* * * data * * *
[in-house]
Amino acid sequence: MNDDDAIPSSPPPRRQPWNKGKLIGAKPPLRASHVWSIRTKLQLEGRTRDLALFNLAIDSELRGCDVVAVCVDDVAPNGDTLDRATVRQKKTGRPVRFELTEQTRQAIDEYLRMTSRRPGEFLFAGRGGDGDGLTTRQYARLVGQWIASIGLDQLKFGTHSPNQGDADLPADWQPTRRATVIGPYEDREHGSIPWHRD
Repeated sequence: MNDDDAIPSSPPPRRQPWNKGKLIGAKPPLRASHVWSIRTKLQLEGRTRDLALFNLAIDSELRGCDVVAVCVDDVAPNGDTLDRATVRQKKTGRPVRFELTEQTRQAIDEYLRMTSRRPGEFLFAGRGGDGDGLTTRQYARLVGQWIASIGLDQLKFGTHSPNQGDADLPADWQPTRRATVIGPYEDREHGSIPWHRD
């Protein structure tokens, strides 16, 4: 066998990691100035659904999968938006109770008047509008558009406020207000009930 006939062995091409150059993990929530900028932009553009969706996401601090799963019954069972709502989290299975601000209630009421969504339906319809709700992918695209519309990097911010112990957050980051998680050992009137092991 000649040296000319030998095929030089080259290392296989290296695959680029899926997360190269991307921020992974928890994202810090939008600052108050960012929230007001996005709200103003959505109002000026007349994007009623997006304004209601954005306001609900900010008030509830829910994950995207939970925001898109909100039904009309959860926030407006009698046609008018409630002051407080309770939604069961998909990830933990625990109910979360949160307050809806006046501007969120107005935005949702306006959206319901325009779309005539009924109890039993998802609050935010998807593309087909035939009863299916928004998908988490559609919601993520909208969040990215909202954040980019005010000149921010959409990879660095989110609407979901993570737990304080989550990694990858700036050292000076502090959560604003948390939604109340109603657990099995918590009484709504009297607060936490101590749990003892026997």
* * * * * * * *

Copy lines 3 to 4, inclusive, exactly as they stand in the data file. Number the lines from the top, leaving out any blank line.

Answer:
Repeated sequence: MNDDDAIPSSPPPRRQPWNKGKLIGAKPPLRASHVWSIRTKLQLEGRTRDLALFNLAIDSELRGCDVVAVCVDDVAPNGDTLDRATVRQKKTGRPVRFELTEQTRQAIDEYLRMTSRRPGEFLFAGRGGDGDGLTTRQYARLVGQWIASIGLDQLKFGTHSPNQGDADLPADWQPTRRATVIGPYEDREHGSIPWHRD
């Protein structure tokens, strides 16, 4: 066998990691100035659904999968938006109770008047509008558009406020207000009930 006939062995091409150059993990929530900028932009553009969706996401601090799963019954069972709502989290299975601000209630009421969504339906319809709700992918695209519309990097911010112990957050980051998680050992009137092991 000649040296000319030998095929030089080259290392296989290296695959680029899926997360190269991307921020992974928890994202810090939008600052108050960012929230007001996005709200103003959505109002000026007349994007009623997006304004209601954005306001609900900010008030509830829910994950995207939970925001898109909100039904009309959860926030407006009698046609008018409630002051407080309770939604069961998909990830933990625990109910979360949160307050809806006046501007969120107005935005949702306006959206319901325009779309005539009924109890039993998802609050935010998807593309087909035939009863299916928004998908988490559609919601993520909208969040990215909202954040980019005010000149921010959409990879660095989110609407979901993570737990304080989550990694990858700036050292000076502090959560604003948390939604109340109603657990099995918590009484709504009297607060936490101590749990003892026997």